For children with insecure attachments behaviour policies which involve sanctions based on encouraging guilt (which we must remember is a positive emotion that encourages us to make reparation) are unsuccessful because they bring out the deep seated shame that these children have within them. We know that for these children ‘time in’ with a key adult is far more effective than ‘time out’, a PACE approach is more effective than a strict one size fits all model. For a classroom to be able to apply this there needs to be a way for key adults to be made available to support children and calm spaces provided for children to access. This requires an entire change of focus and staff deployment.

If staff are working long term with children who require these approaches they require high level supervision and support themselves so that they can remain regulated whilst they support the children in learning to regulate themselves. I have had the privilege to work in a setting where this was provided by an educational psychologist and it was invaluable. Unfortunately such as service would not be considered to form part of the core work educational psychologists provide and would therefore be an additional expenditure for individual schools.

All of these steps are possible if the Behaviour Review finds that what schools need is time; training and money to be able to give children the nurturing environment that they require. All of the teachers I know want desperately to enable children to move forward to adulthood successfully by developing them as whole individuals. If the Behaviour Review listens to the profession and finds that the current climate of data driven, test based, narrow educational focus is disempowering teachers to provide the caring, stable environment that leads to positive behaviour for learning then it will be worth the effort.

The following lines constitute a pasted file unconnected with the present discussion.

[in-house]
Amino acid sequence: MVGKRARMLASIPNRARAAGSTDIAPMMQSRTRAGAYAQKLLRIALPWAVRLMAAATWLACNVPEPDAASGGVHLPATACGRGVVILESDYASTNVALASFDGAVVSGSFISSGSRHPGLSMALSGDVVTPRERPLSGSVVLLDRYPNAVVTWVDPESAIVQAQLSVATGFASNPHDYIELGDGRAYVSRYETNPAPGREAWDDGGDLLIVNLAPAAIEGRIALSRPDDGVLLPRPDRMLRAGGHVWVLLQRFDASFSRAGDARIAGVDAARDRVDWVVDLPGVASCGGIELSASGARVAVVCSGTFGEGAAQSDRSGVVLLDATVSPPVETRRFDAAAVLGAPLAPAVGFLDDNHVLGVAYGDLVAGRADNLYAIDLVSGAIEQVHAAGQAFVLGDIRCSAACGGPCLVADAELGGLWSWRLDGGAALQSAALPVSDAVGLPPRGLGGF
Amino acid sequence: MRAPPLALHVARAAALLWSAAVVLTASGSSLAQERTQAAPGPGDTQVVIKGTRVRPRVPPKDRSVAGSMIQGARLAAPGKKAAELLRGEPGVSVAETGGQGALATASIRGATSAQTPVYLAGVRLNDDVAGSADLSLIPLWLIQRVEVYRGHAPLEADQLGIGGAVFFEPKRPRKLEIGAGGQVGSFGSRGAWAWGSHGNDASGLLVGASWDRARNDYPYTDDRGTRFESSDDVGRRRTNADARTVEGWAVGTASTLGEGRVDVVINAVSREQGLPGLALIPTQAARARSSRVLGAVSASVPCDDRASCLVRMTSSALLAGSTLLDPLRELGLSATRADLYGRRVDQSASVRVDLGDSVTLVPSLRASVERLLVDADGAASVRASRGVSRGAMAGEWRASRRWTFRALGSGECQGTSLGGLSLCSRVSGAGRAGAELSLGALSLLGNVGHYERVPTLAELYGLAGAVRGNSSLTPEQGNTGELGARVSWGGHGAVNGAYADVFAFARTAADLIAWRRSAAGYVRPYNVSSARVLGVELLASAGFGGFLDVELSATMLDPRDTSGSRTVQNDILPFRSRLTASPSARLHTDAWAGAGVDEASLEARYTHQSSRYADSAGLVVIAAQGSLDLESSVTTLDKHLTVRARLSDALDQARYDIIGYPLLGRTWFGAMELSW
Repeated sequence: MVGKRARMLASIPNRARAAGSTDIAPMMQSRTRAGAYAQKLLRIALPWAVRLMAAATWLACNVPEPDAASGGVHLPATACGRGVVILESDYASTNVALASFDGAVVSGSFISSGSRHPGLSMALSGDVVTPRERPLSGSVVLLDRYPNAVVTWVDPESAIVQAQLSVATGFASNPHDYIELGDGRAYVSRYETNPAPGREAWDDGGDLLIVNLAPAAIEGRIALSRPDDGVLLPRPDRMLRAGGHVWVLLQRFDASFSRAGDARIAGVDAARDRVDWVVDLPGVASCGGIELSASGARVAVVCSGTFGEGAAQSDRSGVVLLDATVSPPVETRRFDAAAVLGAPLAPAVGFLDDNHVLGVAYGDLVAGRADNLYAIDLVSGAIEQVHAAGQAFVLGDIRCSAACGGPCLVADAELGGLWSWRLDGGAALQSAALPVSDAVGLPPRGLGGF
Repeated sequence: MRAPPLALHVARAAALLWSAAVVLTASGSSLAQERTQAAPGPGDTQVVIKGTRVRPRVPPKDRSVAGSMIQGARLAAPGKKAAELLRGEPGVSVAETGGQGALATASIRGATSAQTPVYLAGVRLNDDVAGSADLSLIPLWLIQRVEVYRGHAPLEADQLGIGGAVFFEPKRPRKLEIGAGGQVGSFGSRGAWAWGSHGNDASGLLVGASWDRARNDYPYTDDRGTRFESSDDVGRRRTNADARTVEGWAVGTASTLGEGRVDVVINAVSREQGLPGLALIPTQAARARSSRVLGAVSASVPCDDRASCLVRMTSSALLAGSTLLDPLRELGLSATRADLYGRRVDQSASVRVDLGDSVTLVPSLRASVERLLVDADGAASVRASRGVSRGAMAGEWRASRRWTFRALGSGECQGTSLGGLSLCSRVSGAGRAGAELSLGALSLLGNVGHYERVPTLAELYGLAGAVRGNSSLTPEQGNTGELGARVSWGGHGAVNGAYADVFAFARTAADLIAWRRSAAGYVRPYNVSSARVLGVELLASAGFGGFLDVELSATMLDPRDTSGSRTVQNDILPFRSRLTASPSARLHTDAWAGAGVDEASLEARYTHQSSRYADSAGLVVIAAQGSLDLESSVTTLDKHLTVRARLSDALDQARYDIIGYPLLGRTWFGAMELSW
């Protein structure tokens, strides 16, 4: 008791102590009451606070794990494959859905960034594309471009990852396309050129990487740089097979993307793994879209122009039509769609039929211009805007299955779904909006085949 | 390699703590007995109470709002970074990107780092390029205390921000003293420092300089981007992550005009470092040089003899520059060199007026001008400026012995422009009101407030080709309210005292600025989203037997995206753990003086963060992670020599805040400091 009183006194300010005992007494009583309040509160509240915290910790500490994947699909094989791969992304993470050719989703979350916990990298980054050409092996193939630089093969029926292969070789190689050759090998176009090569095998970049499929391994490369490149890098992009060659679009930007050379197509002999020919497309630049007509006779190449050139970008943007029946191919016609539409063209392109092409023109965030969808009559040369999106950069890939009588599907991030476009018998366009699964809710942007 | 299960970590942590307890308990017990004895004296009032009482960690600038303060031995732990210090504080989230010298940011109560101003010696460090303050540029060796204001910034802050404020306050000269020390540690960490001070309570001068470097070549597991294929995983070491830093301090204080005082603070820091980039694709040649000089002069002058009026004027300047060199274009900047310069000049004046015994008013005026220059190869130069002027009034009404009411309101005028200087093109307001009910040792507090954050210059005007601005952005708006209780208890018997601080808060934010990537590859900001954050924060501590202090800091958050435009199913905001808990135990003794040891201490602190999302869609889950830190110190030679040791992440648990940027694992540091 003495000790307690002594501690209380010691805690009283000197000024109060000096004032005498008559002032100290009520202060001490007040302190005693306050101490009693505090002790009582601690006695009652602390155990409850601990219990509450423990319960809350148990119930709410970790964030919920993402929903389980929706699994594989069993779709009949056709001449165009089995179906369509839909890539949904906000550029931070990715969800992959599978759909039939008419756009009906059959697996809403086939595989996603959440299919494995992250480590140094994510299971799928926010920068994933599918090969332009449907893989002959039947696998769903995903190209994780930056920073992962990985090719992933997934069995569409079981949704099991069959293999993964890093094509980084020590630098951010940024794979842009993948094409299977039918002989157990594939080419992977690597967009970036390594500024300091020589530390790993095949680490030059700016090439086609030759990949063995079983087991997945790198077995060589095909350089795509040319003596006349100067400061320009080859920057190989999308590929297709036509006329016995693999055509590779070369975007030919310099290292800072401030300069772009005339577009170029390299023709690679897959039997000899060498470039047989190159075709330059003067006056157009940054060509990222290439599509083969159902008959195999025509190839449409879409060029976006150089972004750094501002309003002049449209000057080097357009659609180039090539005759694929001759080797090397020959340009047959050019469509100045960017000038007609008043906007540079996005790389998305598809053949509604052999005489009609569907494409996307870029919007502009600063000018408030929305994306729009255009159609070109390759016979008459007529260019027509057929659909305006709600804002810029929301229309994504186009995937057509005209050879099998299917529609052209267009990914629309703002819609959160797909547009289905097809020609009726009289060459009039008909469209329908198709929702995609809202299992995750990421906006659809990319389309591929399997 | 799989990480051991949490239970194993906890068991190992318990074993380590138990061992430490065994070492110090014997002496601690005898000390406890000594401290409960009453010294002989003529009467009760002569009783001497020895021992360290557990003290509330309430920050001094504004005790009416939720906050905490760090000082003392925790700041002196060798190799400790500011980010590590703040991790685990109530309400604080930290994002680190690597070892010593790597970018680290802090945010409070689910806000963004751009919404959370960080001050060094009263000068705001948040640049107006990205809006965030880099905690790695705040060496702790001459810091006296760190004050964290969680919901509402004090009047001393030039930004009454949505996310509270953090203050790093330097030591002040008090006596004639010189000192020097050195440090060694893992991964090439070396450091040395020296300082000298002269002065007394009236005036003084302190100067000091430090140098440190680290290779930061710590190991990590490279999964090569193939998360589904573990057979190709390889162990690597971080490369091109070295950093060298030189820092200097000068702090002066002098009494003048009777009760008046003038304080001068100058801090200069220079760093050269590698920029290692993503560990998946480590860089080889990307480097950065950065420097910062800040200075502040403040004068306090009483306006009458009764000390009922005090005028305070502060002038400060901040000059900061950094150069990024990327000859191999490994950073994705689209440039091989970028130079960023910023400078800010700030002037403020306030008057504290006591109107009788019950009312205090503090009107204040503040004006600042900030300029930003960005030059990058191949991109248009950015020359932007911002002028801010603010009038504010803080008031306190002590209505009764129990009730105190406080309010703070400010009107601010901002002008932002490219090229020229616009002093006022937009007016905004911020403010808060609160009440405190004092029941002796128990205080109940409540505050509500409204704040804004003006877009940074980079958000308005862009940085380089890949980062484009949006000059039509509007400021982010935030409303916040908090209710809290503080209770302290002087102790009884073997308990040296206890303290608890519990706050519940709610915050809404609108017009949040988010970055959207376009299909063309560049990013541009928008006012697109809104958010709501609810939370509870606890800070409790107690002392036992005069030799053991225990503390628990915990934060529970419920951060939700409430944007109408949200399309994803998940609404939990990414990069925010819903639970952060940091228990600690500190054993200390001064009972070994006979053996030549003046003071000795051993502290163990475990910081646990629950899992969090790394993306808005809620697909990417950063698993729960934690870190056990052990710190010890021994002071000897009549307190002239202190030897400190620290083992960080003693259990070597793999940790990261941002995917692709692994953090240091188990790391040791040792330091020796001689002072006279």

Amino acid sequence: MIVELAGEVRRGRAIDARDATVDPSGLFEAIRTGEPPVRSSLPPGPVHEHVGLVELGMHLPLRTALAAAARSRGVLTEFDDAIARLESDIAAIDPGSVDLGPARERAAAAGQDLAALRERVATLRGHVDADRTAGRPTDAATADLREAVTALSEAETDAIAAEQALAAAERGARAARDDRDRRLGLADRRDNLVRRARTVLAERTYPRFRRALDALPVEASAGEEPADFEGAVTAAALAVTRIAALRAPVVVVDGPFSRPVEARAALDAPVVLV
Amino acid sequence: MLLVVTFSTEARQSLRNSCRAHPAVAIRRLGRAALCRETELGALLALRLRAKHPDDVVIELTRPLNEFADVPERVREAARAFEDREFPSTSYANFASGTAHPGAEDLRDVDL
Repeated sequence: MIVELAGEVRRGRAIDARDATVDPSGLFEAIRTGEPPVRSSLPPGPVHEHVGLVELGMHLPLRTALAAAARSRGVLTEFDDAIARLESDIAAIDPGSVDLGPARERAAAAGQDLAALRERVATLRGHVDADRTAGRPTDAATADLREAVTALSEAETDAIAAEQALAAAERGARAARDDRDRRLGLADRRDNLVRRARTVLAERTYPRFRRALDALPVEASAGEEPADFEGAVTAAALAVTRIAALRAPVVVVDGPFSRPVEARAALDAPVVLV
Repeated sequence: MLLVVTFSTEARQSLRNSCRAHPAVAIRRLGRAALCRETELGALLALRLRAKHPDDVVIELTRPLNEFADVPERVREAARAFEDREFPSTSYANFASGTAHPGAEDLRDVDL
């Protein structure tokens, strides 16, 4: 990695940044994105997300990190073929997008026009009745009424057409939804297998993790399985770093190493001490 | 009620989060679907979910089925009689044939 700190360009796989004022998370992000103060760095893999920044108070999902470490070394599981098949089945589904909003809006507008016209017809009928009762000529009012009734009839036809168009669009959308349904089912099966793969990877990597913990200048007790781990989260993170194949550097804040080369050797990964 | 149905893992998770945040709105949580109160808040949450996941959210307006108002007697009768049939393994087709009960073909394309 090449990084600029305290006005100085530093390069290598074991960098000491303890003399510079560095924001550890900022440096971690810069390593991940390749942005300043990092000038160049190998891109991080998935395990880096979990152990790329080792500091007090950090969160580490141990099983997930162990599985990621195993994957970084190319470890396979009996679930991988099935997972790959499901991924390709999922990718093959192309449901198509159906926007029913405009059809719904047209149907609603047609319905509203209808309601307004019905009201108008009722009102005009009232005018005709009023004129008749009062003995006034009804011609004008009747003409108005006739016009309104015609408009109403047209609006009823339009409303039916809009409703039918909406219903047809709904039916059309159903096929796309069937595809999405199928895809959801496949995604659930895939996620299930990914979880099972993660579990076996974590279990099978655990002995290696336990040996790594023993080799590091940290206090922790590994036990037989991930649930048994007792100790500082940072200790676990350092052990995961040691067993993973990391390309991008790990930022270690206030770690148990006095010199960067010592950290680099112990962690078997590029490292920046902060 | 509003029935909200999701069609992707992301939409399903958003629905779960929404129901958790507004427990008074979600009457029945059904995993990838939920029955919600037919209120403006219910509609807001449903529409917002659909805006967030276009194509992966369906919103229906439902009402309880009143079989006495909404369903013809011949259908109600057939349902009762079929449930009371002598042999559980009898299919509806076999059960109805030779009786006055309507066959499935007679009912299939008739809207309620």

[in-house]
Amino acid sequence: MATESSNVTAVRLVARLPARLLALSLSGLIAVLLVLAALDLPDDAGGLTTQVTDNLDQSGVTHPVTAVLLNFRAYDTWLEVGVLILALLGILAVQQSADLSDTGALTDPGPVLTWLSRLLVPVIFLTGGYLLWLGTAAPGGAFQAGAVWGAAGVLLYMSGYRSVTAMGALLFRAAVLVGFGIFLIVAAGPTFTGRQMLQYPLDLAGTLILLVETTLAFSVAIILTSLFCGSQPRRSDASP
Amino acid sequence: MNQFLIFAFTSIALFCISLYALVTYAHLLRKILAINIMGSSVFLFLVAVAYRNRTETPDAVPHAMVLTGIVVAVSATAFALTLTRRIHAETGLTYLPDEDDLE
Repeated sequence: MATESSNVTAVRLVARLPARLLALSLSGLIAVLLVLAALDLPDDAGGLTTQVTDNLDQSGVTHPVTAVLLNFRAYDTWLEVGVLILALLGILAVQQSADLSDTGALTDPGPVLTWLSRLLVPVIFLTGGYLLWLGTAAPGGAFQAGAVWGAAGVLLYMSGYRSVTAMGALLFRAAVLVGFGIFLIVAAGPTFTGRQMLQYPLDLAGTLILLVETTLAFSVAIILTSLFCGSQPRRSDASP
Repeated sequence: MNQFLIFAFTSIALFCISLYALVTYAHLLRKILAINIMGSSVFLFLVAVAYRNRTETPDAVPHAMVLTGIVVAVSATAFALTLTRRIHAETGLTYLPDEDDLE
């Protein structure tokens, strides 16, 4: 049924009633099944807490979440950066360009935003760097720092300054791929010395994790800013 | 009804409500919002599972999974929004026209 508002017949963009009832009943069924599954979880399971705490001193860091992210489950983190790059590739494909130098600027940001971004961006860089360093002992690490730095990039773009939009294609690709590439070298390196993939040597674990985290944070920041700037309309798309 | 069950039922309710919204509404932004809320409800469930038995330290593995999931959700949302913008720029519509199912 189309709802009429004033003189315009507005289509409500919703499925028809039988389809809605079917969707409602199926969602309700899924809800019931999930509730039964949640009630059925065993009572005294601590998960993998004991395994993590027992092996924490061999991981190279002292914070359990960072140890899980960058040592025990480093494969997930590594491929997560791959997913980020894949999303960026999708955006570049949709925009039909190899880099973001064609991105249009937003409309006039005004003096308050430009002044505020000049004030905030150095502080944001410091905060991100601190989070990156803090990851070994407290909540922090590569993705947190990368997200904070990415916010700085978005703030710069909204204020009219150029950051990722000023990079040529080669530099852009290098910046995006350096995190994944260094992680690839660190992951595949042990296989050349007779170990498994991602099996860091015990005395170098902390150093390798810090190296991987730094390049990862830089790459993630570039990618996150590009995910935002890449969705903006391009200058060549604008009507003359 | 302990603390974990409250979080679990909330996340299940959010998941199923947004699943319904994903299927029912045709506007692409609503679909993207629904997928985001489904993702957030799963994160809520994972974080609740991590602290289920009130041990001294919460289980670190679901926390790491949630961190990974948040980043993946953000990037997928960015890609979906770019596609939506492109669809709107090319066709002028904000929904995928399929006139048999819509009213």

1. Great post!

    "institutionally education is built on a behaviourist rather than therapeutic foundation... It is very hard for a whole class to make progress when one child is in such a state of hypervigilance and stress that they are unable to regulate themselves". Or, in some cases, where the rest of the class is in fear or stress themselves due to the behaviour of said child. (Mine used to throw chairs around and tried to push another child down the stairs. I wonder how much stress the other kids felt going into such a situation day after day?)

    I sometimes wonder if we adoptive parents ask too much of schools and teachers - and other kids. For instance, we ask the teachers to be therapists for our kids. Is that fair on teachers? I'd guess that it's not what they signed up for, and it's clearly not what they're trained for ("as a teacher coming into the profession I was not prepared for this, nor were my colleagues").